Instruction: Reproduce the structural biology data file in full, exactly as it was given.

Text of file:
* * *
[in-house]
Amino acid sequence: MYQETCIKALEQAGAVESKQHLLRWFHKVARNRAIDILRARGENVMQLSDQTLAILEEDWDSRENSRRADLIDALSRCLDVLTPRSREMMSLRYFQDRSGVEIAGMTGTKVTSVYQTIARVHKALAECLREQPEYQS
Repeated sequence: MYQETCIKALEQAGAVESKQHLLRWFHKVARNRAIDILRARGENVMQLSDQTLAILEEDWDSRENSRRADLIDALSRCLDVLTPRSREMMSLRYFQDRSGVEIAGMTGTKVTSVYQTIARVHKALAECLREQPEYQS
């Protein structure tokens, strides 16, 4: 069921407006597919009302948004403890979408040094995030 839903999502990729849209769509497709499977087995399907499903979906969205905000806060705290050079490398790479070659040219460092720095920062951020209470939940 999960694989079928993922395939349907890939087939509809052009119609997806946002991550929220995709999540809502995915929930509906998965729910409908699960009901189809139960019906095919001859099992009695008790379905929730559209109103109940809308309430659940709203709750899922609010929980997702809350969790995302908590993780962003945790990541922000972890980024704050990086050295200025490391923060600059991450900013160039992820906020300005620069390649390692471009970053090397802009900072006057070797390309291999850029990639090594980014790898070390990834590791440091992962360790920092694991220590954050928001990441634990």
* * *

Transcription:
[in-house]
Amino acid sequence: MYQETCIKALEQAGAVESKQHLLRWFHKVARNRAIDILRARGENVMQLSDQTLAILEEDWDSRENSRRADLIDALSRCLDVLTPRSREMMSLRYFQDRSGVEIAGMTGTKVTSVYQTIARVHKALAECLREQPEYQS
Repeated sequence: MYQETCIKALEQAGAVESKQHLLRWFHKVARNRAIDILRARGENVMQLSDQTLAILEEDWDSRENSRRADLIDALSRCLDVLTPRSREMMSLRYFQDRSGVEIAGMTGTKVTSVYQTIARVHKALAECLREQPEYQS
């Protein structure tokens, strides 16, 4: 069921407006597919009302948004403890979408040094995030 839903999502990729849209769509497709499977087995399907499903979906969205905000806060705290050079490398790479070659040219460092720095920062951020209470939940 999960694989079928993922395939349907890939087939509809052009119609997806946002991550929220995709999540809502995915929930509906998965729910409908699960009901189809139960019906095919001859099992009695008790379905929730559209109103109940809308309430659940709203709750899922609010929980997702809350969790995302908590993780962003945790990541922000972890980024704050990086050295200025490391923060600059991450900013160039992820906020300005620069390649390692471009970053090397802009900072006057070797390309291999850029990639090594980014790898070390990834590791440091992962360790920092694991220590954050928001990441634990």